Spoon Turns House of Blues Inside Out

Photos by Violeta Alvarez
Spoon brought out both the diehards and "soundtrack fans" to House of Blues Tuesday.
House of Blues
December 30, 2014

Beloved Austin band Spoon's audience is comprised of two different types of individuals: 1) people who love the band; and 2) people that love the band but have no idea who they are. But how can this be?

Spoon is one of many groups that have continued to gain popularity during a time of major change in the music industry. In a previous world where a band's success would lead to massive radio play, arena tours and high record sales, Spoon's success has continued to grow in a post-iTunes world through different avenues. Their music (not unlike other indie bands) has been featured in commercials and soundtracks for many movies and television shows.

Not to mention, Spoon manages to pop up in the algorithm of just about every male-led rock band on any given streaming site; seriously, try typing in the National, Interpol, Phoenix, or even Tom Petty, and Spoon is going to make multiple cameos. Their sound has slipped into the public's musical lexicon without any notice -- unless we are speaking of active fans. Tuesday night's House of Blues show was full of true Spoon fans who love and follow the group, as well as people that were not even aware that they had been fans for years.

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Less Talk, More Rock as Propagandhi Storms Warehouse Live

Photos by Jack Gorman
Canada's Propaghandi had Houston ready to pogo Monday.
The fog lay heavy over town Monday night, but the guitars were crisp in the Studio at Warehouse Live as War on Women and RVIVR primed Houston for Propagandhi.

The studio was just over half full when War on Women began the night with a fury of shredding guitars, pounding drums and Shawna Potter's crazed eyes as she shouted lyrics that admonished cat-calling and raised awareness of other issues. She ended the set with a most unexpected statement to hear at a punk show, "You guys have been super sweet."

Houston immediately took to the melodic tunes of RVIVR, a four-piece out of Olympia, Wash., though they stopped playing during the first song when about six people started pogoing and bouncing into each other. Guitarist/vocalist Erica Freas told them to be respectful and not bash into one another. Between songs, the group heavily championed gender equality, women's rights and admonished police brutality in a strong set that left the crowd was pumped and ready for more action.

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Paul Wall Caps 10 Hours of H-Town Love at Winterfest

Photos by Catherine Darshad
The People's Champ: Paul Wall
Houston, H-town, The H -- whichever moniker you prefer, you definitely heard it at Eastdown Warehouse's Winterfest Friday night.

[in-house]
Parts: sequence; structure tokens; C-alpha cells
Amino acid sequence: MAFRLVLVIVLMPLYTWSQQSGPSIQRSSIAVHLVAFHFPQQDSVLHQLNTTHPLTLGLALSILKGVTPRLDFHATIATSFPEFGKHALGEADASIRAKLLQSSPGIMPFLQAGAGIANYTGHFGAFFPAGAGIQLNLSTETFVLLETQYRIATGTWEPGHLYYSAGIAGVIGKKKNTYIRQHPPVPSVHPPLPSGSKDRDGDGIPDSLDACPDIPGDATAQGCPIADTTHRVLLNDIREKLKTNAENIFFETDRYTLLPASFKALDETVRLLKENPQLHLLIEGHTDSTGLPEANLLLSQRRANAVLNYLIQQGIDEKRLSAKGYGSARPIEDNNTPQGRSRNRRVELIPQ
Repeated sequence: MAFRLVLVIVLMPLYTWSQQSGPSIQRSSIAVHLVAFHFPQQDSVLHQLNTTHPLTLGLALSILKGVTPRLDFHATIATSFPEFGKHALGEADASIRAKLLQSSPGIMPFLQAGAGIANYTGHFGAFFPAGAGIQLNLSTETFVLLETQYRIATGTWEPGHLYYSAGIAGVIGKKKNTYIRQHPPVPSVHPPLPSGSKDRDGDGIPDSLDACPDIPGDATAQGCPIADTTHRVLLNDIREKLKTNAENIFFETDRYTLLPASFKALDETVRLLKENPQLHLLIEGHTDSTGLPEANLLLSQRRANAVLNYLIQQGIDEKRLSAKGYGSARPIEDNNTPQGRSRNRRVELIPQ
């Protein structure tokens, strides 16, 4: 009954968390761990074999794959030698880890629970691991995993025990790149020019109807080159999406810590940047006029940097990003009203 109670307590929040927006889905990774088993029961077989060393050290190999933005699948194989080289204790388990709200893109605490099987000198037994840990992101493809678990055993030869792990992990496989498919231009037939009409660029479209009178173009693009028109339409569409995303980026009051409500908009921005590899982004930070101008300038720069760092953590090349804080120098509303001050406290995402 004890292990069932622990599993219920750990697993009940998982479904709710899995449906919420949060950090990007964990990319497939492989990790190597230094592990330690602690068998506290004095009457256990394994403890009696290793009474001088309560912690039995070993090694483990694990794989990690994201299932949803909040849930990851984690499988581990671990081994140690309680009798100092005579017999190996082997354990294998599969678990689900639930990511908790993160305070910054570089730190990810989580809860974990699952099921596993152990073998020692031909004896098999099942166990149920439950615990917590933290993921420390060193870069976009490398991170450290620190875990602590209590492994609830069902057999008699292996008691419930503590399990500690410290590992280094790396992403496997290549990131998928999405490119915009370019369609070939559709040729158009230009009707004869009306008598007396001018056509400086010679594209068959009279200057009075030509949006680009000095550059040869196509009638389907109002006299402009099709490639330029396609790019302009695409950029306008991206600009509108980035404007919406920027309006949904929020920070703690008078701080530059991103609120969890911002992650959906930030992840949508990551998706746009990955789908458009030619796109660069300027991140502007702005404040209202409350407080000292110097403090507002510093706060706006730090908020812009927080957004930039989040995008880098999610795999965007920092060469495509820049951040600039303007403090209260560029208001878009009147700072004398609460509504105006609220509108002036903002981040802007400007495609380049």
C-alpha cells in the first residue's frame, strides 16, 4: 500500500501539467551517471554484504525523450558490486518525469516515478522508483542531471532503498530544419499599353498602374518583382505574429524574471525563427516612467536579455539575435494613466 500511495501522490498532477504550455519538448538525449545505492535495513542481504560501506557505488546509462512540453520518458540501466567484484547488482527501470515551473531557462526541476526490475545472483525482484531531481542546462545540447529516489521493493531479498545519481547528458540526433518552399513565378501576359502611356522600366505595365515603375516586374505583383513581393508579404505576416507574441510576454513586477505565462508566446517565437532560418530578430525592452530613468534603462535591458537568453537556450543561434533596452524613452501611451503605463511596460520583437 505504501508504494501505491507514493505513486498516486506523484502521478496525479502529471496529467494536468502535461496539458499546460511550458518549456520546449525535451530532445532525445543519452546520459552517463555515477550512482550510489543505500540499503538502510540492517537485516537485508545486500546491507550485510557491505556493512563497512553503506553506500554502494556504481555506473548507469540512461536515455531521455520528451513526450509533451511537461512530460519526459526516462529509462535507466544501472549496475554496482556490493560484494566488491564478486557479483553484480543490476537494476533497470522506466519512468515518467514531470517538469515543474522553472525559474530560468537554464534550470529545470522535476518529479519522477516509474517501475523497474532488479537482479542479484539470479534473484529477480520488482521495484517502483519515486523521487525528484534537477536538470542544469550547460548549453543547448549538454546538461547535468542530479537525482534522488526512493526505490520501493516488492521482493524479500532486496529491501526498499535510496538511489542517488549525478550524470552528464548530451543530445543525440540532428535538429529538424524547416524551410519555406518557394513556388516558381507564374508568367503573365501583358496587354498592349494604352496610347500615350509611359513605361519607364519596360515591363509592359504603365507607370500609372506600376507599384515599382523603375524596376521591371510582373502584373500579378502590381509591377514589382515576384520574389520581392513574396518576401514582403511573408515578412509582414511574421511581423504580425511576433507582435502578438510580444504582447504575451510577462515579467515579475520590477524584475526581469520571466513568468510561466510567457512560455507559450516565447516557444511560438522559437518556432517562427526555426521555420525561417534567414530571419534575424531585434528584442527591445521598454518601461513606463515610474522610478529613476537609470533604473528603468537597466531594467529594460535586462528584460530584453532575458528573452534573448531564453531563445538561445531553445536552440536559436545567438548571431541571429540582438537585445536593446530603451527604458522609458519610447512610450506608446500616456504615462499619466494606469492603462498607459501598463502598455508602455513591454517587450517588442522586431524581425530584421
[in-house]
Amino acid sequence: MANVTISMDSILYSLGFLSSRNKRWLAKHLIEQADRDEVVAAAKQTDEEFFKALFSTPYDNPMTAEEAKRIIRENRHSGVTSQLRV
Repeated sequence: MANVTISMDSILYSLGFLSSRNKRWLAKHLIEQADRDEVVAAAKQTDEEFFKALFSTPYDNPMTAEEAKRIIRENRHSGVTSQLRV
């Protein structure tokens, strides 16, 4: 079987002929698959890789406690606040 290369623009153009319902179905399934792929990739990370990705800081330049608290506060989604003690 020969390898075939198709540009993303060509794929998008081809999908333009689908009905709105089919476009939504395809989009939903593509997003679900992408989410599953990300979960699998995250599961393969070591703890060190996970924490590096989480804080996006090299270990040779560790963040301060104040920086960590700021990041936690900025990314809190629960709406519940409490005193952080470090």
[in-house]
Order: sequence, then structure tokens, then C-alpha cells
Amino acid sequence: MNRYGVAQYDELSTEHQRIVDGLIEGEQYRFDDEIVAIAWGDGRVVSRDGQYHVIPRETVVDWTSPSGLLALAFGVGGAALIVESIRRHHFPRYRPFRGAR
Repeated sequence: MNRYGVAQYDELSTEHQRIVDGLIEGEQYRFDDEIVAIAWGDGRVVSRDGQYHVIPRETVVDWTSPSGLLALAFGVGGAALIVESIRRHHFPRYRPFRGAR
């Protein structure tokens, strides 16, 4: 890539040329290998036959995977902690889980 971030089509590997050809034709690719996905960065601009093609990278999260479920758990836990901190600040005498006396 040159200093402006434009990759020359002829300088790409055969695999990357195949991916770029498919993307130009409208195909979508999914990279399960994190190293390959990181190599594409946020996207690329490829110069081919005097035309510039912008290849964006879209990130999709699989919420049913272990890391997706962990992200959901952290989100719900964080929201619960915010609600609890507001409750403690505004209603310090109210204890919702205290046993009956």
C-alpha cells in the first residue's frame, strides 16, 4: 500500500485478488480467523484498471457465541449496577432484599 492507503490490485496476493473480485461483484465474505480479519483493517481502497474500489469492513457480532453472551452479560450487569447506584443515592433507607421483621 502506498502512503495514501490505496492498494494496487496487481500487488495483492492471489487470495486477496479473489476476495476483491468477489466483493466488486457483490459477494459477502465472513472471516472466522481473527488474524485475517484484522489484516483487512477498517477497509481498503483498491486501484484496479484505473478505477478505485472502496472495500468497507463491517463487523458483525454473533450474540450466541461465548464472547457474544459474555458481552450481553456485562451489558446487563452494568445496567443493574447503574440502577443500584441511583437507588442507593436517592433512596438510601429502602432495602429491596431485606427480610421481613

The event gathered nearly two dozen local acts of every ilk, something organizer Visionary Noise is rather adept at. It's a glorious thing when it really works, even for smallish crowds -- as it did Friday night. The roster leaned toward hip hop artists and was headlined by Houston rap legend Paul Wall. His fans came dressed to be ogled. Twenty minutes before he hit the stage, thrashgrass punks Days N Daze performed for their fans, who were dressed to be "oogled." (Full disclosure: my son is in that band. And yes, he too was geeked for Paul Wall.)

The bond these bands shared was they were almost entirely Houston-based. They didn't mind mentioning it, either. Maybe being booked with Wall, who incessantly extols the virtues of being from Houston, created a sense of civic pride in the acts, who thanked, shouted out to and even sang about Hustletown (my preferred Houston reference).

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Wild Moccasins, New Groups Shine at Walters' Third Anniversary

Photos by David Sackllah
Keep an eye on Rose Ette, whose catchy indie-pop tunes charmed Friday's packed crowd.
Walters Downtown's Third Anniversary
Feat. Wild Moccasins, Rose Ette, Black Kite, DJ Flash Gordon Parks
Walters Downtown
December 26, 2014

Friday night at Walters was a festive occasion, as the venue celebrated its third birthday at its downtown location after moving away from its spot on Washington. The venue has had a rough year after losing founder Pam Robinson in October, but it was still a real treat to see three of Houston's more exciting bands play to a packed crowd.

Filled with three great Houston acts as well as birthday cake and lots of dancing, the evening had enough that most cynical hearts couldn't help but have a good time.
Opening up and filling in between sets, local DJ Flash Gordon Parks kept the night funky, playing disco remixes of new singles by Pharrell and D'Angelo, while also throwing in hits from Santigold and MGMT to appeal to the predominately indie-leaning crowd.

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Down Leads a Southern-Metal Feast at Warehouse Live

Photos by Violeta Alvarez
Phil Anselmo (right) looked a little fatigued Sunday, but his bandmates and Down and a supportive crowd put him over the hump.
Down, Orange Goblin, Marzi Montazeri
Warehouse Live
December 21, 2014

Regardless of age, sometimes fatigue can simply get you. It appeared to take hold of Phil Anselmo Sunday night, when his sludge-metal supergroup Down closed out the three-day End of the World Fest III at Warehouse Live. Band members from other Southern-metal groups Eyehategod, Honky, Corrosion of Conformity, Pantera and Crowbar plowed through one dozen songs from Down's catalog lasting nearly two hours.

Before "Eyes of the South" got into a full groove, Anselmo walked to the side of the stage where a large group of people were standing and gave Marzi Montazeri, Houston favorite and his bandmate from the Illegals, a huge hug.